Modern communication
Art and the selfie, Sheung Wan
Waiting, Yau Ma Tai.
You can see more pictures from Hong Kong here.

There is a short video explaining why Lindsay Varty produced her book Sunset Survivors.

Friday 3 May 2019

Street art and selfies - Hong Kong Stories 1.

Graffiti was once considered to be vandalism. Re-invented as street art, this now respectable genre has brought international recognition for its leading practitioners and cities such as London, Paris and New York now commission work for their streets. Hong Kong also makes use of high quality street art to revitalise neighbourhoods and to attract visitors. This includes a specific programme known as HK Walls that promotes and encourages locally based artists and brings their work to new and wider audiences.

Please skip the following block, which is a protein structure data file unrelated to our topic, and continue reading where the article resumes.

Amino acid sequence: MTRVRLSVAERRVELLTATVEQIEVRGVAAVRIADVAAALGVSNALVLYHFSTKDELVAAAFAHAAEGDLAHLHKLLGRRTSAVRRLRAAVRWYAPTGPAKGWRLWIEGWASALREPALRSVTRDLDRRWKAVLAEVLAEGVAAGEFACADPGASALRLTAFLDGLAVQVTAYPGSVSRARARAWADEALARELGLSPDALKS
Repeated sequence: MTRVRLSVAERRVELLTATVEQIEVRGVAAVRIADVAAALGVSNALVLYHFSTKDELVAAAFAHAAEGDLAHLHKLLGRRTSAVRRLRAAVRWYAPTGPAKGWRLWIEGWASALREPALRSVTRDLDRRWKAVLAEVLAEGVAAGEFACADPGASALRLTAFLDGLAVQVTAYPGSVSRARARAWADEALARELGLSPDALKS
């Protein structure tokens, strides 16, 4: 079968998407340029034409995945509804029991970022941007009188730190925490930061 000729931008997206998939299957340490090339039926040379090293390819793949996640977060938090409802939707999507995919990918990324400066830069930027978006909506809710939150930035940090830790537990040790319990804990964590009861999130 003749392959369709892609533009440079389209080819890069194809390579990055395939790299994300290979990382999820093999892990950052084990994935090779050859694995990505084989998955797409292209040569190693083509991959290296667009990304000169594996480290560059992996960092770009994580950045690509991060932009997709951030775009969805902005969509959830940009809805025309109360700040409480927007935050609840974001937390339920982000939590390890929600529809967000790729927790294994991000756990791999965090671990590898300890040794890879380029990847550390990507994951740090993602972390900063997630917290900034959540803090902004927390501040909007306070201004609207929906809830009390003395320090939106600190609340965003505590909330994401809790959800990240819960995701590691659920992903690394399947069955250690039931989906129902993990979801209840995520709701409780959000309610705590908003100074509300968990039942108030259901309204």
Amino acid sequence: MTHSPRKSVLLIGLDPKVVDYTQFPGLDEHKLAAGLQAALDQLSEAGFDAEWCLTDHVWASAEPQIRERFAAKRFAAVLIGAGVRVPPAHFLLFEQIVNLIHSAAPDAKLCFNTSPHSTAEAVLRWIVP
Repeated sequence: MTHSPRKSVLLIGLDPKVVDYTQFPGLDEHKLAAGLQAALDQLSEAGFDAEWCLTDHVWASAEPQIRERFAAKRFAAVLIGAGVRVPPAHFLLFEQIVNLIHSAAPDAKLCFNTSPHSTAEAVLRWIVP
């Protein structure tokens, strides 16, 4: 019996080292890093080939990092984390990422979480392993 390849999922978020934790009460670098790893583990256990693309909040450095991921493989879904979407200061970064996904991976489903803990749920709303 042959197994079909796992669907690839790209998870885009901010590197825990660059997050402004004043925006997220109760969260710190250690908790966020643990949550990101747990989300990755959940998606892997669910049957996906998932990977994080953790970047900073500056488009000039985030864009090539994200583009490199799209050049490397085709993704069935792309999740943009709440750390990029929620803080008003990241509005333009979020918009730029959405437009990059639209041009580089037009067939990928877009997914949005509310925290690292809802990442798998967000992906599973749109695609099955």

Hong Kong's best known street art is located on the corner of Graham and Hollywood roads and was commissioned by the lifestyle store, GOD (Goods of Desire). Locally based artist Alex Croft was responsible for the piece which represents the Walled City, a huge, informal housing structure that was once home to 33,000 people, over 1,000 businesses and covered 6.4 acres. Demolished in 1994, it was immortalised in the photographers Ian Lambot and Greg Girard's book, City of Darkness. The Walled City was perhaps the most well known example of the tong lau - tenement buildings, usually with commercial use at ground floor level and residential units above. An official tong lau included shared bathrooms and kitchens with rent, electricity and water charges paid on a monthly basis. Once widespread, many of these structures were demolished in the 1960's making way for more luxurious, private developments. Others collapsed due to poor construction and or maintenance, including a fifty years old five story tong lau that collapsed in 2010 killing four people. Today only a handful of these buildings remain.